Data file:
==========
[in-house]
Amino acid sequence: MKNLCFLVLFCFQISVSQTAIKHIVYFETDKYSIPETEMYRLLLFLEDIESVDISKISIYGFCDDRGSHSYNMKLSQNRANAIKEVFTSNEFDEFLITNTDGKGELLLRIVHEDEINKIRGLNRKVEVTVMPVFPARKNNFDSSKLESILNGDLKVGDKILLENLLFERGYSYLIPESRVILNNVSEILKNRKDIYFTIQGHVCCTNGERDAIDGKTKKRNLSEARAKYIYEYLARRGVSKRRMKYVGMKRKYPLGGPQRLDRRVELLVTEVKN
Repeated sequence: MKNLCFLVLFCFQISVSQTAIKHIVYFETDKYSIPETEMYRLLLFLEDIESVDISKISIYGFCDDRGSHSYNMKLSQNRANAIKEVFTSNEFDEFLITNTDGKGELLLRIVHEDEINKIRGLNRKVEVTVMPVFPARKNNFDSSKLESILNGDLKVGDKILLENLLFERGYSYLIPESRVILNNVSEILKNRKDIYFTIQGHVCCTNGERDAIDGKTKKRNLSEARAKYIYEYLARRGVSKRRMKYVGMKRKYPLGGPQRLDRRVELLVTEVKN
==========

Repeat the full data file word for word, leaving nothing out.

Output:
[in-house]
Amino acid sequence: MKNLCFLVLFCFQISVSQTAIKHIVYFETDKYSIPETEMYRLLLFLEDIESVDISKISIYGFCDDRGSHSYNMKLSQNRANAIKEVFTSNEFDEFLITNTDGKGELLLRIVHEDEINKIRGLNRKVEVTVMPVFPARKNNFDSSKLESILNGDLKVGDKILLENLLFERGYSYLIPESRVILNNVSEILKNRKDIYFTIQGHVCCTNGERDAIDGKTKKRNLSEARAKYIYEYLARRGVSKRRMKYVGMKRKYPLGGPQRLDRRVELLVTEVKN
Repeated sequence: MKNLCFLVLFCFQISVSQTAIKHIVYFETDKYSIPETEMYRLLLFLEDIESVDISKISIYGFCDDRGSHSYNMKLSQNRANAIKEVFTSNEFDEFLITNTDGKGELLLRIVHEDEINKIRGLNRKVEVTVMPVFPARKNNFDSSKLESILNGDLKVGDKILLENLLFERGYSYLIPESRVILNNVSEILKNRKDIYFTIQGHVCCTNGERDAIDGKTKKRNLSEARAKYIYEYLARRGVSKRRMKYVGMKRKYPLGGPQRLDRRVELLVTEVKN